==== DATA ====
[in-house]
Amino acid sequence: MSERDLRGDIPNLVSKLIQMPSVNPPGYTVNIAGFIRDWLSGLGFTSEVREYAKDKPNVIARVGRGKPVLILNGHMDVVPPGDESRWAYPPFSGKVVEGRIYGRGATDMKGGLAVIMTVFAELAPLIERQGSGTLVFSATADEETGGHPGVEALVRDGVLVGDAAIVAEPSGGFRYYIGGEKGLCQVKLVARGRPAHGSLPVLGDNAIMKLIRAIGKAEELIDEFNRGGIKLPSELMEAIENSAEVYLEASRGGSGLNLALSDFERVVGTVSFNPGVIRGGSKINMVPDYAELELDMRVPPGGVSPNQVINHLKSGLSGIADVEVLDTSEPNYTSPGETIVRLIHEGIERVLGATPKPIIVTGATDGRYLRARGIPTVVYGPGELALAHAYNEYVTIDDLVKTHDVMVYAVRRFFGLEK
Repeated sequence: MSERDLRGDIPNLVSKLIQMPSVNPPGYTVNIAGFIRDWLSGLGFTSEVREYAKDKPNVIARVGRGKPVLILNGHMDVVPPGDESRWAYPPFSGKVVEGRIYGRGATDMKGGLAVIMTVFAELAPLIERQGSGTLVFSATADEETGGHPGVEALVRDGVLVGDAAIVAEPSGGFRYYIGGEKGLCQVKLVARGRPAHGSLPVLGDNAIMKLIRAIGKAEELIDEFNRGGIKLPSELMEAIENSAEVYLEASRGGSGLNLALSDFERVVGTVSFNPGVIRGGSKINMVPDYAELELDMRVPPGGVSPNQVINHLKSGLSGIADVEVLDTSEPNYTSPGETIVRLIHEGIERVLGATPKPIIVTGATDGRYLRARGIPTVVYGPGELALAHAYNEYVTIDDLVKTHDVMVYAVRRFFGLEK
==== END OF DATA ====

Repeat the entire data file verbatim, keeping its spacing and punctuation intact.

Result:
[in-house]
Amino acid sequence: MSERDLRGDIPNLVSKLIQMPSVNPPGYTVNIAGFIRDWLSGLGFTSEVREYAKDKPNVIARVGRGKPVLILNGHMDVVPPGDESRWAYPPFSGKVVEGRIYGRGATDMKGGLAVIMTVFAELAPLIERQGSGTLVFSATADEETGGHPGVEALVRDGVLVGDAAIVAEPSGGFRYYIGGEKGLCQVKLVARGRPAHGSLPVLGDNAIMKLIRAIGKAEELIDEFNRGGIKLPSELMEAIENSAEVYLEASRGGSGLNLALSDFERVVGTVSFNPGVIRGGSKINMVPDYAELELDMRVPPGGVSPNQVINHLKSGLSGIADVEVLDTSEPNYTSPGETIVRLIHEGIERVLGATPKPIIVTGATDGRYLRARGIPTVVYGPGELALAHAYNEYVTIDDLVKTHDVMVYAVRRFFGLEK
Repeated sequence: MSERDLRGDIPNLVSKLIQMPSVNPPGYTVNIAGFIRDWLSGLGFTSEVREYAKDKPNVIARVGRGKPVLILNGHMDVVPPGDESRWAYPPFSGKVVEGRIYGRGATDMKGGLAVIMTVFAELAPLIERQGSGTLVFSATADEETGGHPGVEALVRDGVLVGDAAIVAEPSGGFRYYIGGEKGLCQVKLVARGRPAHGSLPVLGDNAIMKLIRAIGKAEELIDEFNRGGIKLPSELMEAIENSAEVYLEASRGGSGLNLALSDFERVVGTVSFNPGVIRGGSKINMVPDYAELELDMRVPPGGVSPNQVINHLKSGLSGIADVEVLDTSEPNYTSPGETIVRLIHEGIERVLGATPKPIIVTGATDGRYLRARGIPTVVYGPGELALAHAYNEYVTIDDLVKTHDVMVYAVRRFFGLEK